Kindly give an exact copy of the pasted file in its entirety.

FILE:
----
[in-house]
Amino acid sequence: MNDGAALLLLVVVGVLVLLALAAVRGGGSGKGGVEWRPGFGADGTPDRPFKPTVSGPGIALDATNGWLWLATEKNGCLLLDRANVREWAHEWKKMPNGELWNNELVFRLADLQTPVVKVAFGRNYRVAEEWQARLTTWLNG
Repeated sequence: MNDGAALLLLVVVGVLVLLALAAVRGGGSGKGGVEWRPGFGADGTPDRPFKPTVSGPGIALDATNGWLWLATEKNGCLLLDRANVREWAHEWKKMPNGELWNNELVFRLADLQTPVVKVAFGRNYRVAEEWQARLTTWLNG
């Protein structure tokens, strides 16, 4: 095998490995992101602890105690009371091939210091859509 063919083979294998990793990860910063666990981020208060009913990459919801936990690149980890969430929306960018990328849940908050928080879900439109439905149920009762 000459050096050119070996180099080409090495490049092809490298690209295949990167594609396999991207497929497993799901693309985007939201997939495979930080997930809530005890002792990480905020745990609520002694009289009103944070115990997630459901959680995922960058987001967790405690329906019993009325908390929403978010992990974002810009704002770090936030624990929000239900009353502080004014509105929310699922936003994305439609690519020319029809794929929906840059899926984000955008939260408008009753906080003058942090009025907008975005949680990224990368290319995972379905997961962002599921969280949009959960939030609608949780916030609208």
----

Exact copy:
[in-house]
Amino acid sequence: MNDGAALLLLVVVGVLVLLALAAVRGGGSGKGGVEWRPGFGADGTPDRPFKPTVSGPGIALDATNGWLWLATEKNGCLLLDRANVREWAHEWKKMPNGELWNNELVFRLADLQTPVVKVAFGRNYRVAEEWQARLTTWLNG
Repeated sequence: MNDGAALLLLVVVGVLVLLALAAVRGGGSGKGGVEWRPGFGADGTPDRPFKPTVSGPGIALDATNGWLWLATEKNGCLLLDRANVREWAHEWKKMPNGELWNNELVFRLADLQTPVVKVAFGRNYRVAEEWQARLTTWLNG
């Protein structure tokens, strides 16, 4: 095998490995992101602890105690009371091939210091859509 063919083979294998990793990860910063666990981020208060009913990459919801936990690149980890969430929306960018990328849940908050928080879900439109439905149920009762 000459050096050119070996180099080409090495490049092809490298690209295949990167594609396999991207497929497993799901693309985007939201997939495979930080997930809530005890002792990480905020745990609520002694009289009103944070115990997630459901959680995922960058987001967790405690329906019993009325908390929403978010992990974002810009704002770090936030624990929000239900009353502080004014509105929310699922936003994305439609690519020319029809794929929906840059899926984000955008939260408008009753906080003058942090009025907008975005949680990224990368290319995972379905997961962002599921969280949009959960939030609608949780916030609208």